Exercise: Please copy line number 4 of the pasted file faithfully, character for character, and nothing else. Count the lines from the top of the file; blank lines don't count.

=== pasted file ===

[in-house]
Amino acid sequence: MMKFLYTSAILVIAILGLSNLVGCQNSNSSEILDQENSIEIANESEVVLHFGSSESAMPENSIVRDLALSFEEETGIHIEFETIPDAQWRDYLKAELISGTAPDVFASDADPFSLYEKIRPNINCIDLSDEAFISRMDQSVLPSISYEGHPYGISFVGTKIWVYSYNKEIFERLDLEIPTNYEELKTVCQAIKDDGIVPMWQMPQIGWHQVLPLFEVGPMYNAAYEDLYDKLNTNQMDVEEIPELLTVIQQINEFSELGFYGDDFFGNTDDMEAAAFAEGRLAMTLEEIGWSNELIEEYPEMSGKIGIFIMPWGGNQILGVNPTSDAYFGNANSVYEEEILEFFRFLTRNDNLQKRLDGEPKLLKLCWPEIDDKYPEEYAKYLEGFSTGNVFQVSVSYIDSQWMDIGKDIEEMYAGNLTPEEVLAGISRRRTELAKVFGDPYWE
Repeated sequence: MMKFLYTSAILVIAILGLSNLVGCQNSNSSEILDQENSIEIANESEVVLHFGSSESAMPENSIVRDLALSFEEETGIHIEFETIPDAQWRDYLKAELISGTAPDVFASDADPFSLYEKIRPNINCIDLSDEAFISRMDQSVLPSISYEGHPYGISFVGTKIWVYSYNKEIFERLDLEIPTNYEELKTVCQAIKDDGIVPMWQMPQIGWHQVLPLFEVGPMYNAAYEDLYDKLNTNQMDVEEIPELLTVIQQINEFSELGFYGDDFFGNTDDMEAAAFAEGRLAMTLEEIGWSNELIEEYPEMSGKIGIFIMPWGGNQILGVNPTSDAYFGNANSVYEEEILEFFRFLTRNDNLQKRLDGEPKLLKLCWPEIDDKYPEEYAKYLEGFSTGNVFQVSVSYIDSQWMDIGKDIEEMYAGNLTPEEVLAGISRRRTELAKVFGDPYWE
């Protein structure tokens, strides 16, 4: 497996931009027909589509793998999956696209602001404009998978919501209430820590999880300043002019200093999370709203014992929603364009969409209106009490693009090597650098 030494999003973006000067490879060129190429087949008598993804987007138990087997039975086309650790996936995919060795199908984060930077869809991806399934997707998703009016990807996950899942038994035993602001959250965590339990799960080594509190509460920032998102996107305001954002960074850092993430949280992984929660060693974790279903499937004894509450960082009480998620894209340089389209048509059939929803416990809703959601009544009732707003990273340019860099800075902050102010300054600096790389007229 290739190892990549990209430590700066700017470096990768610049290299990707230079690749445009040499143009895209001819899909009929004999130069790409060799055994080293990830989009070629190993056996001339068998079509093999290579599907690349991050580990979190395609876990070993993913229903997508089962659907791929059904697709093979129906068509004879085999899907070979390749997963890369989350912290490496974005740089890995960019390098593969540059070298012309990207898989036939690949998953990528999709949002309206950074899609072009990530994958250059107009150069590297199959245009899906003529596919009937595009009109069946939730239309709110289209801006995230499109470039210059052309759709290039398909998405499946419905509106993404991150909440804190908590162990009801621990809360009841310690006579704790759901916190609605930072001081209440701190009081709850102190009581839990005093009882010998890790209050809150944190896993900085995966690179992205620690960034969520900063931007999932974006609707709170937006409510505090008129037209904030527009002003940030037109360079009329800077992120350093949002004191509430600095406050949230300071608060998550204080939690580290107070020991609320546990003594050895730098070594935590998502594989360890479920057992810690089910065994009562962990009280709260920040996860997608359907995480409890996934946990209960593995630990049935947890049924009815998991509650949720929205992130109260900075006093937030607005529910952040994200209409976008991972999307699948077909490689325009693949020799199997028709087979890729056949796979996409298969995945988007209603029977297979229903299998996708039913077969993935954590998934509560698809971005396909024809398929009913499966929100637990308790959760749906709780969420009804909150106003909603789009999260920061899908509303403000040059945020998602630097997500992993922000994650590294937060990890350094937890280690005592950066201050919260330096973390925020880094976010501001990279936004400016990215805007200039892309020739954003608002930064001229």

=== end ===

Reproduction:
């Protein structure tokens, strides 16, 4: 497996931009027909589509793998999956696209602001404009998978919501209430820590999880300043002019200093999370709203014992929603364009969409209106009490693009090597650098 030494999003973006000067490879060129190429087949008598993804987007138990087997039975086309650790996936995919060795199908984060930077869809991806399934997707998703009016990807996950899942038994035993602001959250965590339990799960080594509190509460920032998102996107305001954002960074850092993430949280992984929660060693974790279903499937004894509450960082009480998620894209340089389209048509059939929803416990809703959601009544009732707003990273340019860099800075902050102010300054600096790389007229 290739190892990549990209430590700066700017470096990768610049290299990707230079690749445009040499143009895209001819899909009929004999130069790409060799055994080293990830989009070629190993056996001339068998079509093999290579599907690349991050580990979190395609876990070993993913229903997508089962659907791929059904697709093979129906068509004879085999899907070979390749997963890369989350912290490496974005740089890995960019390098593969540059070298012309990207898989036939690949998953990528999709949002309206950074899609072009990530994958250059107009150069590297199959245009899906003529596919009937595009009109069946939730239309709110289209801006995230499109470039210059052309759709290039398909998405499946419905509106993404991150909440804190908590162990009801621990809360009841310690006579704790759901916190609605930072001081209440701190009081709850102190009581839990005093009882010998890790209050809150944190896993900085995966690179992205620690960034969520900063931007999932974006609707709170937006409510505090008129037209904030527009002003940030037109360079009329800077992120350093949002004191509430600095406050949230300071608060998550204080939690580290107070020991609320546990003594050895730098070594935590998502594989360890479920057992810690089910065994009562962990009280709260920040996860997608359907995480409890996934946990209960593995630990049935947890049924009815998991509650949720929205992130109260900075006093937030607005529910952040994200209409976008991972999307699948077909490689325009693949020799199997028709087979890729056949796979996409298969995945988007209603029977297979229903299998996708039913077969993935954590998934509560698809971005396909024809398929009913499966929100637990308790959760749906709780969420009804909150106003909603789009999260920061899908509303403000040059945020998602630097997500992993922000994650590294937060990890350094937890280690005592950066201050919260330096973390925020880094976010501001990279936004400016990215805007200039892309020739954003608002930064001229």